Donald Trump and Xi Jinping
Credit: The White House/Flickr

Every day in the Trump administration brings such new immediate outrages and crises that must be addressed in the short term, that it can be difficult to maintain focus on the long-term damage it is doing to America and the world. That said, since no amount of journalism seems to be making a dent in what is now a very divided nation, we should probably talk about the extended term more often among those with a modicum of responsibility for the future.

By far the most devastating impact of the Trump administration on the medium and far future is the four years we have lost in the battle to address the climate crisis, as the president and his cronies have not only failed to move the country forward, but in fact taken hundreds of steps backward.

This is primarily a global humanitarian and ecological crisis, of course, but it also has national security and foreign relations implications for those who still care about such things. Trump has spent much of his presidency posturing against China for the purported purpose of maintaining America’s premier position as a world power. But by failing to take the lead on climate change, Trump is allowing the United States’ top geopolitical rival to set the leadership agenda for the future:

China will scale up its Intended Nationally Determined Contributions by adopting more vigorous policies and measures. We aim to have [carbon dioxide] emissions peak before 2030 and achieve carbon neutrality before 2060.”

Xi Jinping’s speech via video link to the United Nations General Assembly on Sept. 22 was not widely trailed in advance. But with those two short sentences China’s leader may have redefined the future prospects for humanity…

Toward the outside world, the significance is no less momentous. Hitherto the only big bloc fully committed to neutrality was the EU. The hope for this year was an EU-China deal that would set the stage for ambitious new targets to be announced at the COP26 U.N. climate conference planned for Glasgow in November. Rather than a summit in Leipzig, the Sino-EU meeting took place via videoconference. The exchanges were surprisingly substantive. The Europeans wanted China to commit to peak emissions by 2025 and made menacing references to carbon taxes on imports from China if Beijing did not raise its ambition. They have given a cautious welcome to Xi’s U.N. statement. They can hardly have expected more.

The future will not be written in coal, natural gas and oil. Fossil fuel sources are on the decline even if climate change were not the crisis that it is. Pollution remains an enormous health and economic problem, and clean renewable energies are getting cheaper every day. Whoever takes the lead on green energy will be the global leader in energy supply, as well as the beneficiaries of a healthier, more productive citizenry.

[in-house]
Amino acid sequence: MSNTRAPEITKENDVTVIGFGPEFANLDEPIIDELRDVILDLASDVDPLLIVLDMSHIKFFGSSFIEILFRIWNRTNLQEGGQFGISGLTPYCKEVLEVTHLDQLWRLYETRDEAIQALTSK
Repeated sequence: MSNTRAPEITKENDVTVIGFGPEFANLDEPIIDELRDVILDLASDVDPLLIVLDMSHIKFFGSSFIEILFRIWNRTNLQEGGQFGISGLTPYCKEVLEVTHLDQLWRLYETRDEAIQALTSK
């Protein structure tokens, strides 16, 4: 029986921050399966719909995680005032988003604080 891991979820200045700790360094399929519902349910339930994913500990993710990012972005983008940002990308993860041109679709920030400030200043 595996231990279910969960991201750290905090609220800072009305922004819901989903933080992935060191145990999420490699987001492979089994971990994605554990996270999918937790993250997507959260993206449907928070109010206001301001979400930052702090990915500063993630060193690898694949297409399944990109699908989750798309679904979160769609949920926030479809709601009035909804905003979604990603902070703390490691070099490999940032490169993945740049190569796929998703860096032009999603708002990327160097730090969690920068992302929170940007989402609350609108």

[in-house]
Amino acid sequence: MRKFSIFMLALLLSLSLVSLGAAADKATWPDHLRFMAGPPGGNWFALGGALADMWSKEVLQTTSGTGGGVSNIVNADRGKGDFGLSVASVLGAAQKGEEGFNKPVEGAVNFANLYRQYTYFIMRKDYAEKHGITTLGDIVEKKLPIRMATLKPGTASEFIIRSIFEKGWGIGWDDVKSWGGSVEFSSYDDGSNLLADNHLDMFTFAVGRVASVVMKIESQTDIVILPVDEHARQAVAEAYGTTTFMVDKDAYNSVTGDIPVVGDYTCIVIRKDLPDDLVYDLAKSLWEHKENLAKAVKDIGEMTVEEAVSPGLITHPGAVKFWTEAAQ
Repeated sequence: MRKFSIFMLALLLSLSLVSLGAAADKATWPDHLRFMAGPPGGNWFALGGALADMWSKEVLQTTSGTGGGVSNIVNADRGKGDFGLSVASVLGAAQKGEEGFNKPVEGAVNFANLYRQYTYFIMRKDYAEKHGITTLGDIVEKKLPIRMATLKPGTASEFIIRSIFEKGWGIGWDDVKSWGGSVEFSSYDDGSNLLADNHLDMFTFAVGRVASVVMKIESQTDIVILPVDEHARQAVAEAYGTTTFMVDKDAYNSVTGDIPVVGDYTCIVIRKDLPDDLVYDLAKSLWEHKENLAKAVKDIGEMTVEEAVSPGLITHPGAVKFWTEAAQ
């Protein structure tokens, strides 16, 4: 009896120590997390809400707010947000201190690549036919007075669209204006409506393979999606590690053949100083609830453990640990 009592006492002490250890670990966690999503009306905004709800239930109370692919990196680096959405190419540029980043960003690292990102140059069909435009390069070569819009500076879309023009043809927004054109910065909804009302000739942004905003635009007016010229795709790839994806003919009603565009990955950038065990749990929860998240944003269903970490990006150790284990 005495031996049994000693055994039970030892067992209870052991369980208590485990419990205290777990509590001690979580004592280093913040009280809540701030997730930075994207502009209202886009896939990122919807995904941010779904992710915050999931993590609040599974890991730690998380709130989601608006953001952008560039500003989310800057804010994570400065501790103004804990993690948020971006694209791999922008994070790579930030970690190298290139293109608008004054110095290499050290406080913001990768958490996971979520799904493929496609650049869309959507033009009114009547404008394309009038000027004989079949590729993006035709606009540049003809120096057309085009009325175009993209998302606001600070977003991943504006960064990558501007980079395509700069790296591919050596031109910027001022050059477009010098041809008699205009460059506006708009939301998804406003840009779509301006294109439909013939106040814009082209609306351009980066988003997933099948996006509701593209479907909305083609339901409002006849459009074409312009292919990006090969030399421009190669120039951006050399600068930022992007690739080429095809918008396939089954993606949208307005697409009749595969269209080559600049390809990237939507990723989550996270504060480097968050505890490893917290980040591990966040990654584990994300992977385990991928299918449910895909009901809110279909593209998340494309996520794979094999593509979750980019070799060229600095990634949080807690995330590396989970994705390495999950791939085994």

Now, of course, the preceding paragraph sounds much like a center-right analysis from The Economist, as well as an America-first quasi-imperialist great power realism based on competition between nation-states rather than cooperation. Why should a liberal or leftist care? Well, in part because a China-centered polarity would have serious negative consequences for liberal democracy and, by extension, leftism. China is currently operating concentration camps to erase Uighur culture, oppresses journalists, dissidents and the flow of information through a mass surveillance state and total control of the Internet, conducts its own economic imperialism abroad, and constitutes a worst-of-all-worlds marriage of corporate plutocratic capitalism with ethnostate totalitarianism under single-party rule that gives only lip-service to leftist ideals. Nor has increased economic power in China led to a more liberalized society; rather, it has influenced Western corporations to bend to acceptance of Chinese standards of oppression. It is important for the left generally speaking that liberal democracy continue to maintain a strong presence in world affairs.

Allowing China to take the lead on the most important issue for the future of humanity is doubly concerning, then, given that both East Asian democracies and the European Union will increasingly be forced to take China’s side in a polarity battle between China and the United States:

Though Europe will cheer Xi’s commitment, in strategic terms it underlines how awkward the EU’s position is. On the one hand, the Europeans increasingly want to stake out a strong position on Hong Kong, Xinjiang, human rights, and any geopolitical aggression in the South China Sea. Europe’s residual attachment to the United States is real. But China has now underscored how firmly it aligns with a common agenda with the EU on climate policy. The contrast to the Trump administration could hardly be starker.

By focusing the United States on fossil fuels, Trump and the GOP are not strengthening American interests. They’re trapping us in dead-end technologies while forcing our allies to strengthen friendships with illiberal authoritarians. Even if the world weren’t in serious peril from the climate crisis, this is a big problem for both the United States and the future of both democracy and the social democratic project.

David Atkins

Follow David on Twitter @DavidOAtkins. David Atkins is a writer, activist and research professional living in Santa Barbara. He is a contributor to the Washington Monthly's Political Animal and president of The Pollux Group, a qualitative research firm.